In Rom. 11 it is used in connection with the duration of Israel's blindness.  That blindness itself was not a secret, for it had been foretold in Isa. 6:9, 10.  But the duration of the blindness was kept a "secret" from Isaiah and only revealed through Paul (Rom. 11:25). It was used of a fact connection with resurrection, which had never before been made known to the sons of men. The Lord had spoken of it to Martha (John 11:25, 26), but though she believe it, she did not understand that to those who should be alive and remain to His Coming the Lord would be "the life", and they would "never die" (v. 26).  The Thessalonians who "received the word" were not left in ignorance of it (1Thess. 4:13), for the Lord's words in John 11:25, 26 were explained to them.

But in 1Cor. 15:51 the secret was fully and plainly shown; and it was that "we shall not all sleep".  Up to that moment the universal belief had been that we must all die (cp. Heb. 9:27). thenceforward it was revealed and made known for faith that all would not die, but that those who are alive and remain (lit. remain over) unto the Lord's Coming will not die at all (see note 1Thess. 4:15, and cp. Phil. 3:14).

Side by side with these Divine secrets there was the secret of the [foretold] lawlessness (2Thess. 2:7 cp. Dan. 12:4).  It was already working during the dispensation covered by "Acts"; and had the nation repented at the call of those "other servants" of Matt. 22:4 (Acts 2:38; 3:12-26; &c), those secret counsels of "the lawless one" and "the transgressors" would have "come to the full" (Dan. 8:23).  But now they are postponed and in abeyance until the appointed time.

But "the great secret" which concerns us to-day was not revealed until after the close of that dispensation covered by "Acts".  (see Acts 28:17-31 and App. 180 and 181).

Paul was not commissioned to put in writing the "purpose" of God which was "before the overthrow of the world" (Ap. 146), until that dispensation was ended.  What this "great secret" was can only be learned fully from the Prison Epistles.  There alone can we find the things which had been concealed and kept secret "since the world began" (Rom. 16:25); "which in other ages was not made known unto the sons of men" (Eph. 3:5); "which from the beginning of the world hath been hid in God" (Eph. 3:9); "which hath been hid from ages and from generations, but now is made manifest" (Col. 1:26), where "now" (Gr. nun) with the pret. = just now, recently.

The special scriptures which describe this secret are the postscript of Rom. 16:25, 26.  Eph. 3:1-12.  Col. 1:24-27. The mention of "the mystery" in Rom. 16:25, 26 has perplexed many, because the revelation of it is specifically propounded in the Epistle to the Ephesians.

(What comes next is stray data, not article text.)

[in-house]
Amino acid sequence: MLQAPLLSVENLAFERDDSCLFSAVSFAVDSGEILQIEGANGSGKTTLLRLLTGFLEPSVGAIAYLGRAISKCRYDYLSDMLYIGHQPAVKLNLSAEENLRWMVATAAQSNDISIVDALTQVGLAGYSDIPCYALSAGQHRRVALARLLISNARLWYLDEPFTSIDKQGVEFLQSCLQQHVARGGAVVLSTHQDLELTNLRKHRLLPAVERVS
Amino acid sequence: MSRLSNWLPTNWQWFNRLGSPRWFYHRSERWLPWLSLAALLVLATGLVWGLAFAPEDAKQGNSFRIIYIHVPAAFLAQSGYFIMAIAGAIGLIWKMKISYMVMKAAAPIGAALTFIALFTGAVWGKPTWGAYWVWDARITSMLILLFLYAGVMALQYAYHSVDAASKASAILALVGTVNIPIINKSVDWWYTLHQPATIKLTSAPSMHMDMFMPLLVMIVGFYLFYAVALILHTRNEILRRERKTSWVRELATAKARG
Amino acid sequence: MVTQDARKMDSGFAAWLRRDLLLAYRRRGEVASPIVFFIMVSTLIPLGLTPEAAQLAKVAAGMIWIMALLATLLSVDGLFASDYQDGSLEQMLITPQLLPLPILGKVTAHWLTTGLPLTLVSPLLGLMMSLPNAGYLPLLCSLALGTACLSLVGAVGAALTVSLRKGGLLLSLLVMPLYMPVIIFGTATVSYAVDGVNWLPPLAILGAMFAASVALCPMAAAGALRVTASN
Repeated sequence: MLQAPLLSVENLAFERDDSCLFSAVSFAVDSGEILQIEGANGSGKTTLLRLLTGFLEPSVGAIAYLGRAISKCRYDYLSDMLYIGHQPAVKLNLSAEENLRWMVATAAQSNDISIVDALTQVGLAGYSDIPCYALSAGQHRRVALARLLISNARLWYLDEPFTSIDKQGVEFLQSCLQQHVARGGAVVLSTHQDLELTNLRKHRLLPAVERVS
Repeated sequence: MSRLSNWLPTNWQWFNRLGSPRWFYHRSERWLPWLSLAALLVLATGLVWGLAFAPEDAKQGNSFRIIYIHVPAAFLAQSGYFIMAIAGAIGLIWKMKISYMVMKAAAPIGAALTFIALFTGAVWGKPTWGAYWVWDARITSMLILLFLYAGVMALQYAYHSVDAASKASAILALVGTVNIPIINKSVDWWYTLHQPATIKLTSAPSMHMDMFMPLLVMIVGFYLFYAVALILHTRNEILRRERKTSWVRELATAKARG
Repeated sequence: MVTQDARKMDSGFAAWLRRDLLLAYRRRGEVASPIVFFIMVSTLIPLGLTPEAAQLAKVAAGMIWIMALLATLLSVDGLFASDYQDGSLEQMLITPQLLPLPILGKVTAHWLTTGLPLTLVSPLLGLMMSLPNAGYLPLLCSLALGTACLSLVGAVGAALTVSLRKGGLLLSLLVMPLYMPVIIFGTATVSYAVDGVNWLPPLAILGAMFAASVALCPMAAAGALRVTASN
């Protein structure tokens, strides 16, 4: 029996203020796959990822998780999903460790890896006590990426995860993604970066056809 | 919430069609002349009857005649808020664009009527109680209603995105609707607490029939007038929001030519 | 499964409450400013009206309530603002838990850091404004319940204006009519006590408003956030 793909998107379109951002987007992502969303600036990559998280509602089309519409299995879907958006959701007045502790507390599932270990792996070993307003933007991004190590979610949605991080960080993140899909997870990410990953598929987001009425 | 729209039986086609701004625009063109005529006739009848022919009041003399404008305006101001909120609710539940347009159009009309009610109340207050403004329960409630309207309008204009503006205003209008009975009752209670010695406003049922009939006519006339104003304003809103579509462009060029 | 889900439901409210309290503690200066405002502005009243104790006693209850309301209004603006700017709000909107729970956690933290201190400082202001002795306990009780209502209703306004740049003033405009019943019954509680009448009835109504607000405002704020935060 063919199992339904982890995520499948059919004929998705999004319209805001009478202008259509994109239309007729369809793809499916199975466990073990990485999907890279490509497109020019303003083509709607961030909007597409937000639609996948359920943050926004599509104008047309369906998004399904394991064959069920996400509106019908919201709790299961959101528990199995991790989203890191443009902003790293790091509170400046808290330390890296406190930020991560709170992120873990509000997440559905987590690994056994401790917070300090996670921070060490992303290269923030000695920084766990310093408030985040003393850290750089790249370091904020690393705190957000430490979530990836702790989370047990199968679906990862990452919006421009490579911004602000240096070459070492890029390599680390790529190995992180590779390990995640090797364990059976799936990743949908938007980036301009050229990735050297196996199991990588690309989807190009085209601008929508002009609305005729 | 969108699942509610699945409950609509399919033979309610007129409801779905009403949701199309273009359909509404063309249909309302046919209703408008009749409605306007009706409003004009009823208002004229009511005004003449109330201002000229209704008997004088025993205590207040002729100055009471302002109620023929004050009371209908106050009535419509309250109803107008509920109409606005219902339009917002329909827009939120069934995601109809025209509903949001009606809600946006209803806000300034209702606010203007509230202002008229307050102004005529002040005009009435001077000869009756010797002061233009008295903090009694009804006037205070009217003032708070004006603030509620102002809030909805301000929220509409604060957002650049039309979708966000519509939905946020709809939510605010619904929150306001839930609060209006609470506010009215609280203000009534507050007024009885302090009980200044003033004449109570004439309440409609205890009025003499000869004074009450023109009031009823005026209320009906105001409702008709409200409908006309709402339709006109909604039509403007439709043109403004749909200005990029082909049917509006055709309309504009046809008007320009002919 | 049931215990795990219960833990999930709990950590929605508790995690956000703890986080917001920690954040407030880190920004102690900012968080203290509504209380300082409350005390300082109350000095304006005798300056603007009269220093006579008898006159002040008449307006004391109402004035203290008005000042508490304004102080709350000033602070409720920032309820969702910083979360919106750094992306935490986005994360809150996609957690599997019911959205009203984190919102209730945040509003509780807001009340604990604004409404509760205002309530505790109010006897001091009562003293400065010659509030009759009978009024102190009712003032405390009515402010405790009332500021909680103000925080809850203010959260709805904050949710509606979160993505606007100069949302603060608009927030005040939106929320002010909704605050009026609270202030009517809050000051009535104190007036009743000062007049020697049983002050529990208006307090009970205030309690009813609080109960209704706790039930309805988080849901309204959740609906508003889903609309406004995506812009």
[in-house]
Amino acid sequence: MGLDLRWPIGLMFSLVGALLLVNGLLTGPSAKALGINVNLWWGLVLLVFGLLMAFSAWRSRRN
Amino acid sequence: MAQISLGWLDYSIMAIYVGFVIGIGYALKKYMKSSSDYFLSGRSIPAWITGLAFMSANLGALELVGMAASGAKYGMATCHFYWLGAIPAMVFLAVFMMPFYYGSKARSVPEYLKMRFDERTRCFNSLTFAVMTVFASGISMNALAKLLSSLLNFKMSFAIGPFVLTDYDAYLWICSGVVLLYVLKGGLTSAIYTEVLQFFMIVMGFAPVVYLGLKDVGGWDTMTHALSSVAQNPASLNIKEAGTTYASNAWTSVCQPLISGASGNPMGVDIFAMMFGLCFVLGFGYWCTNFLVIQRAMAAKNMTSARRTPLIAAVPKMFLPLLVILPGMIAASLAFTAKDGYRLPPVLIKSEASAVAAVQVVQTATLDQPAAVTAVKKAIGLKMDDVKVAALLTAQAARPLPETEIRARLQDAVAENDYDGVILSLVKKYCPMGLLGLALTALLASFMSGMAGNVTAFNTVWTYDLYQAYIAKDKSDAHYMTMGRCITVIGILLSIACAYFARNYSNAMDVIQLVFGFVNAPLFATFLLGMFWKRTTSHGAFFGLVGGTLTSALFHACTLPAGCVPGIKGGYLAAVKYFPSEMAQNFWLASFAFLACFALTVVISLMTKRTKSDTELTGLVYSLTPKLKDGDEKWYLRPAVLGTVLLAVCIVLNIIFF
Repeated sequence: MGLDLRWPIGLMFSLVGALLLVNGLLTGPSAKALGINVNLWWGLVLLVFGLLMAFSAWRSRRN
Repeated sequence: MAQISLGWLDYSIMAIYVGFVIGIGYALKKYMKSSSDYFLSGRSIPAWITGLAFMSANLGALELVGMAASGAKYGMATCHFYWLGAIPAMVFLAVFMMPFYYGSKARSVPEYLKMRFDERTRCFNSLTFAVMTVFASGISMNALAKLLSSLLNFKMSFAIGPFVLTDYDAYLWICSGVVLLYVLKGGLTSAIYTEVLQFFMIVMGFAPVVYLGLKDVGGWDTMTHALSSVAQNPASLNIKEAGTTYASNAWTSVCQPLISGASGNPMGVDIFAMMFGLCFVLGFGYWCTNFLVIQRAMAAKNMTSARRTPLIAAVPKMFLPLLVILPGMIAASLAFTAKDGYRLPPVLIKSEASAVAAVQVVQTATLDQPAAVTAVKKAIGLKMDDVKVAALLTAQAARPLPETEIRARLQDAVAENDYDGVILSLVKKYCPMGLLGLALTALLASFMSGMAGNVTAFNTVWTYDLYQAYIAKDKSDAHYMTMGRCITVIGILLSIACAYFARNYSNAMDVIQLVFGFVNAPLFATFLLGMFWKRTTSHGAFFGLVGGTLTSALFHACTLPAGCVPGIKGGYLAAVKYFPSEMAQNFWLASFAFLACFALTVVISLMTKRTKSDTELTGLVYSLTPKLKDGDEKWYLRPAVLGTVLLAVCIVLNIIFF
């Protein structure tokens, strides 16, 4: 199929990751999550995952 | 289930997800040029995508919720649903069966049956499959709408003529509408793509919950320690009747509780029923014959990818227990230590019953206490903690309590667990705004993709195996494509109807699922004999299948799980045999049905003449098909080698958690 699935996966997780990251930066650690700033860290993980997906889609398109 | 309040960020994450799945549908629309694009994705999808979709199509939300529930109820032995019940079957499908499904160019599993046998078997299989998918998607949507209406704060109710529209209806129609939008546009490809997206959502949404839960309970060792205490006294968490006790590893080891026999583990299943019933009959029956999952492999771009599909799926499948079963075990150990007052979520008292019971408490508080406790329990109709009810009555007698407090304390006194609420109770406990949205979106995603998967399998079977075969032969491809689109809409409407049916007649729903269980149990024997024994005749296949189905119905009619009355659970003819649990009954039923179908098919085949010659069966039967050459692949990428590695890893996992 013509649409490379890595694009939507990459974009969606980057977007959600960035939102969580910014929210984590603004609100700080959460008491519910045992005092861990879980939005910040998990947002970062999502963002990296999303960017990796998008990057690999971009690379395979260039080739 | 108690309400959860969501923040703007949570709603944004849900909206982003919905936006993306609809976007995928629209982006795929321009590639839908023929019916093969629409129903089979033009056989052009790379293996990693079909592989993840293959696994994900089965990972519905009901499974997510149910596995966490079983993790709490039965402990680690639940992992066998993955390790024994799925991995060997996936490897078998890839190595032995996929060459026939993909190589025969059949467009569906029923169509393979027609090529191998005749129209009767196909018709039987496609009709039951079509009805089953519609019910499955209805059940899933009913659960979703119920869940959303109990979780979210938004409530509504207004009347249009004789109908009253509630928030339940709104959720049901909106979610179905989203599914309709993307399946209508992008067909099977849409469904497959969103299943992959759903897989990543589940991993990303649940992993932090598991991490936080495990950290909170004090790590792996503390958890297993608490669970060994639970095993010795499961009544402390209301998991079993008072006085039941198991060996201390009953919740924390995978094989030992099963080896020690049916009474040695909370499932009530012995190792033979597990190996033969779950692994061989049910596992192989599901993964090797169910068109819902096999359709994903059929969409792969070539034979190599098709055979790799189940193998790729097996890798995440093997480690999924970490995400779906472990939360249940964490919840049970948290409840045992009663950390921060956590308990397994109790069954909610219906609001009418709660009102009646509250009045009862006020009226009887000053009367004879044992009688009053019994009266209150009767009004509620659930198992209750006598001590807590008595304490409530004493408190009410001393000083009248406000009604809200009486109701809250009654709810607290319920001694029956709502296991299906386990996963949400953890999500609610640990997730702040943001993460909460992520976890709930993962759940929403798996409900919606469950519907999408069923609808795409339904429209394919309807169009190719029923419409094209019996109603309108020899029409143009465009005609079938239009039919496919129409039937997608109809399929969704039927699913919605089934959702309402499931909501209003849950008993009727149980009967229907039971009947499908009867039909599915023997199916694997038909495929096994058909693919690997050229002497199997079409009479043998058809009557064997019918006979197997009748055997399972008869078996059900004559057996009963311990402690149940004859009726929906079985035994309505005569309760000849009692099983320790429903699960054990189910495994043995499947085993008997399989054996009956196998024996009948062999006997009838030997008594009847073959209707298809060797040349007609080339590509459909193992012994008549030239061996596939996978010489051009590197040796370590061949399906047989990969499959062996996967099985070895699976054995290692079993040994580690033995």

Hence it has been suggested that the Epistle originally ended at Rom .16:24 with the Benediction (or even at v. 20 (see the marginal notes in the R.V.,) and that the ascription (vv. 25-27) was added by the apostle after he reached Rome (1) in order to complete the structure by making it correspond with the ascription in ch. 11:33-36; and (2) to complete the Epanodos or Introversion and thus to contrast "God's gospel", which was revealed of old by the prophets of the Old Testament and never hidden (1:2, 3) with the mystery which was always hidden and never revealed or even mentioned until 16:25-27.  See Longer Note p. 1694.

In any case, while there is no doubt about the general order of the Epistles, the actual dates are conjectural, and rest only upon individual opinions as to the internal evidence (Ap. 180).  And, after all, Rom. 16:25-27 is not the revelation of the mystery as given in the Prison Epistles, but an ascription of glory to Him Who had at length made it manifest by prophetic writings (not "the writings of the prophets", for it is the adjective "prophetic", not the noun "prophecy" as in 2Pet. 1:20).  Romans and Ephesians are thus brought together as two central Epistles of the chronological groups:  the one ending one group, and the other beginning the next, both being treatises rather than epistles, and both having Paul for their sole author, while in all the other Epistles he has others associated with him.

As to the great secret itself, it is certain that it cannot refer to the blessing of Gentiles in connection with Israel.  This is perfectly clear from the fact that that was never a secret.  Both blessings were made known at the very same time (Gen. 12:3); and this well-known fact is constantly referred to in the Old Testament.  See Gen. 22:18; 26:4; &c.  Deut. 32:8.  Ps. 18:49; 67:1, 2; 72:17; 117:1.  Isa. 11:10; 49:6. Luke 2:32.  Rom. 15:8-12.  But the secret revealed in the Prison Epistles was never the subject of previous revelation.